he Marx Brothers
were the children of Minnie Schoenberg, an immigrant from Germany, and
Sam Marx, from Alsace. They grew up in Yorkville, on the Upper East Side of New York.
At age fifteen, Groucho dropped out of school to go into show business. After an
inauspicious start, Groucho was recruited by Minnie to form an act. Groucho, Gummo,
and a young girl would form The Three Nightingales.
When the girl didn't work out, Harpo was added to the
group, along with a young boy named Lou Levy, and the group was called the Four Nightingales.
When Minnie and her sister Hannah joined in, the group performed as the Six Mascots.
The group continued to change and evolve, eventually becoming known as the Marx Brothers,
which consisted of Groucho, Harpo, Chico, and Gummo. At this point, in 1914,
a performer named Art Fisher played a game of poker with the brothers, and gave them the
nicknames by which they are known today (See the
individual sections for more details about this). In 1918, Gummo stepped out, and
Zeppo was brought in to replace him.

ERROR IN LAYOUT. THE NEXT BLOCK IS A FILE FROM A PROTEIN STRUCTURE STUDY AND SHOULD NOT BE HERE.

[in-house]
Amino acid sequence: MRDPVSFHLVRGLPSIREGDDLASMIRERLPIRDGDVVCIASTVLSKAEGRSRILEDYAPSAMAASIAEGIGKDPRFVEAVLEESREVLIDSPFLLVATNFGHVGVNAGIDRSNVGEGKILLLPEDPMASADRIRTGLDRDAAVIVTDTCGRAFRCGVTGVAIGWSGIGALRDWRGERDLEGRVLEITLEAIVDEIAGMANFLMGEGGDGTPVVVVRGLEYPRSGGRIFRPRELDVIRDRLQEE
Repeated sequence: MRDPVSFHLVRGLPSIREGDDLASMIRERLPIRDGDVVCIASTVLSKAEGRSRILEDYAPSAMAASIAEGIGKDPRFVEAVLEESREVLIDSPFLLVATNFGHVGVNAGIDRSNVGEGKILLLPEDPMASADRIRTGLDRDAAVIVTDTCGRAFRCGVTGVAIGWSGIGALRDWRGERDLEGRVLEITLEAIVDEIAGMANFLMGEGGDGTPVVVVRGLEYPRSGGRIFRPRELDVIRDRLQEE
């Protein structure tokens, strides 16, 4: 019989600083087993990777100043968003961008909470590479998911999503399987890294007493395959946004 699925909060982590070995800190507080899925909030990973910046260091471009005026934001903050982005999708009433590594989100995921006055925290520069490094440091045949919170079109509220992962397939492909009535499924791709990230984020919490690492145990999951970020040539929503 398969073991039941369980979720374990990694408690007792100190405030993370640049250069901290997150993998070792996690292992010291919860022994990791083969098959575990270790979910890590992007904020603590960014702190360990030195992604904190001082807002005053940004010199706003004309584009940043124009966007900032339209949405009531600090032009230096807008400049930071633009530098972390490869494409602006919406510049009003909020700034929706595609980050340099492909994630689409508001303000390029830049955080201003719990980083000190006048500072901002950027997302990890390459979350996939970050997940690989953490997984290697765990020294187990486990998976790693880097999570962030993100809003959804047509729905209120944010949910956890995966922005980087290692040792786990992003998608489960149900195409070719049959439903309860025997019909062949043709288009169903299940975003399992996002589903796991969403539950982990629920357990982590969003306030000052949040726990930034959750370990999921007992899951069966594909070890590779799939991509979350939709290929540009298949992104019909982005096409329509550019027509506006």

Minnie Marx, at age seventeen.
On May 19, 1924, the Marx Brothers opened in I'll Say She Is, their first
Broadway show. They were praised most of all for their inventive ways
of modifying the script (or bypassing it entirely) to improvise lines among themselves
or even turn and talk to the audience. The show attracted repeat attendence since no
two performances would be exactly alike. After 304 performances at the Casino
Theater and seventeen weeks of touring, the show ended. On December 8, 1925, The Cocoanuts
opened at the Lyric Theatre in New York. That show toured for a while, and then
Animal Crackers opened at the 44th Street Theatre on October 23, 1928.
While they were performing Animal Crackers, the Marx Brothers signed with
Paramount to make a film version of The Cocoanuts. They filmed during the day and
performed at night for two months. Finally, on May 23, 1929, The Cocoanuts opened
to movie theaters, and the film career of the Marx Brothers was born.
Sam Marx, whom the brothers called "Frenchie".
The Marx Brothers were a staple of the movie industry in the 1930s, making a new film
nearly every year. In 1934, their contract with Paramount ran out, and they signed on
with MGM, less Zeppo who had stepped out of the act. By 1941, the Marx Brothers had
tired of the business of making
movies, and believed the public would soon be sick of them. They announced their farewell
film, The Big Store, and professionally went their separate ways. They reunited
occasionally over the years, making the films A Night in Casablanca and Love Happy
, but they primarily worked at their separate careers. Even though professionally they
were split, the Marx Brothers were family their entire lives, always watching out
for and caring about each other to the end of their days.